- Are you holding back the payment of tithes and offerings?
- Do you believe that all justice needs to be executed in this life?
- Are you going to the temple less than monthly if at all?
- Are you going days or weeks or months without reading the Book of Mormon?
If you answered yes to any one of these, which I have from time to time, you need to raise your trust level. There are three ways to overcome the trust gap.
As Nephi mentioned, mighty prayer is essential. Often our prayers become mimicking and perfunctory. For example, one day for family prayer, one of my sons said a prayer that went something like this: “Dear, kind, gracious Heavenly Father, we thank thee for our many blessings. Please bless the missionaries. Please bless the prophet. We ask thee to bless us. In the name of Jesus Christ, amen.” Hardly mighty prayer. When he was done, and with both love and firmness mixed with a little sarcasm, I said, “Son, I have an idea that will make those types of prayers more efficient. Why don’t we number your phrases. For example, you could reserve numbers 1-10 for prayer intros. So, for example, you could give your phrase, “Dear, kind, gracious Heavenly Father” number 1. And maybe “Father in Heaven” number 2. Then you could move on to numbering phrases like “Bless the missionaries.” Let’s make that number 15. You could say that “Bless the prophet” is number 25 and so on. That way, you could say, “1,15,23,25,40,amen” and save a lot of time.”
Mighty prayer contains few to no rote or mimicked phrases. Pouring out of one’s heart cannot be contained in trite statements that have long ago lost potency due to overuse.
The blessings of mighty prayer include peace, assurance, spiritual experience, revelation, sanctification, unity with Heavenly Father, Jesus Christ, and the Holy Ghost.
Holy Spirit Experiences
There is really no substitute for experiences with the Holy Spirit. We should plead to have these experiences which we are entitled to as we live the covenants we make and renew each week. We often speak of the function of the Holy Spirit being to testify of the Father and the Son. That is only one of the functions, and to me, it is not the most important function. There are two ways the spirit works that deserve particular mention due to lack of attention. One is sanction which enjoys, interestingly, the same root as sanctification. The Holy Spirit puts his stamp of approval on righteous activities. That is one of the ways we know the activity is righteous. In my experience, I can count on, without fail, the spirit being present when there is any pure repentance going on and when there is selfless service.
A few years ago there was a study done that attempted to find ways to get young single adults to marry more frequently. The group doing the study found that one stake was marrying off double the number as the other stakes at BYU. The group asked that stake president what he was doing to be so successful. They were astounded when he responded, “We have done away with all activities.” He then explained that activities had been replaced by service projects then the stake president explained, “When a young man and a young woman serve side by side, they become beautiful to each other. Courtship follows then marriage.” I believe this beautification is a function of the Holy Spirit.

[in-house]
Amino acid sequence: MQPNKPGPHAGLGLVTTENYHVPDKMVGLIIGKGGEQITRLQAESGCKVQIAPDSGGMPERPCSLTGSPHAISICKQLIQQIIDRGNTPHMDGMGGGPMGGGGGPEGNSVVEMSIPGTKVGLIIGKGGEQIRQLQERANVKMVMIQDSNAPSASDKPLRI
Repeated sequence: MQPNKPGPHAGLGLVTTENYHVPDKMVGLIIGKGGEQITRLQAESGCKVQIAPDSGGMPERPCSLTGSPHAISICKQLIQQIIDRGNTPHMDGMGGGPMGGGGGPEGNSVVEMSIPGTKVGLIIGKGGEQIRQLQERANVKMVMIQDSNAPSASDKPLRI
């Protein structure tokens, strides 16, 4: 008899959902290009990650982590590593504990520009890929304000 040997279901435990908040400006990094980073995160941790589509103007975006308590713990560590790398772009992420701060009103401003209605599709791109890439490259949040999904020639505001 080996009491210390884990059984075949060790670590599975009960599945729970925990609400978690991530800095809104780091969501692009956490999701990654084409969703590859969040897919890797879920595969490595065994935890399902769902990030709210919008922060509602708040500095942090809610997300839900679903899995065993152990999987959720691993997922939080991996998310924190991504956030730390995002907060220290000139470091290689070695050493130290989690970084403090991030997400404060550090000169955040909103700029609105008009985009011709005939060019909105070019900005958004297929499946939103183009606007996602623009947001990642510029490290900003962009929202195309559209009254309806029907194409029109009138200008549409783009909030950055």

The second way the spirit works is as an eternal, powerful bonding agent. It is fascinating, that when two people are involved in repentance together, even when one is hearing and the other is confessing, and when two or more people serve together, the spirit binds those people together. It is a similar function to the sealing power which is also a function of the Holy Spirit.
I have purposefully not used the term “scripture study” because I want to convey the idea of allowing for dialogue between us and the scriptures. When we engage in scriptural communion, we are allowing for the possibility that we can ask questions and expect the scriptures to answer but also, we allow the scriptures to ask questions of us. Here is an example: We may study the story of the Good Samaritan and conclude that the Samaritan was really great and that the priest and levite were bad. If we commune, the spirit can ask of us which one we are. Then it may further ask, “what about the private war you are waging against Sister Jones because of her snotty daughter?” It is then that we are in communion with scripture and it can change us.
If you need to come to know the Lord Jesus Christ so that you can trust him, there is really no substitute for the Book of Mormon. Communion with that book will draw you closer to God than any other book.
We have been given a workable experiment recently with the inspired emphasis on Sabbath Day observance. One way to regain or gain trust in Jesus would be to test him on this. He has promised us specific blessings for our pure observance of this day. May I suggest that we put him to the test. See what happens as you strive to change your Sabbath Day worship. When you see the fruits of your observance, trust in other things will grow.
May I close with the suggestion that if we do not trust Jesus, it is because we do not know Jesus. Our coming to know him through mighty prayer, Holy Spirit experiences and scriptural communion will make all the difference and we will be able to say, like nephi, “nevertheless, I know in whom I have trusted.
In the name of Jesus Christ, Amen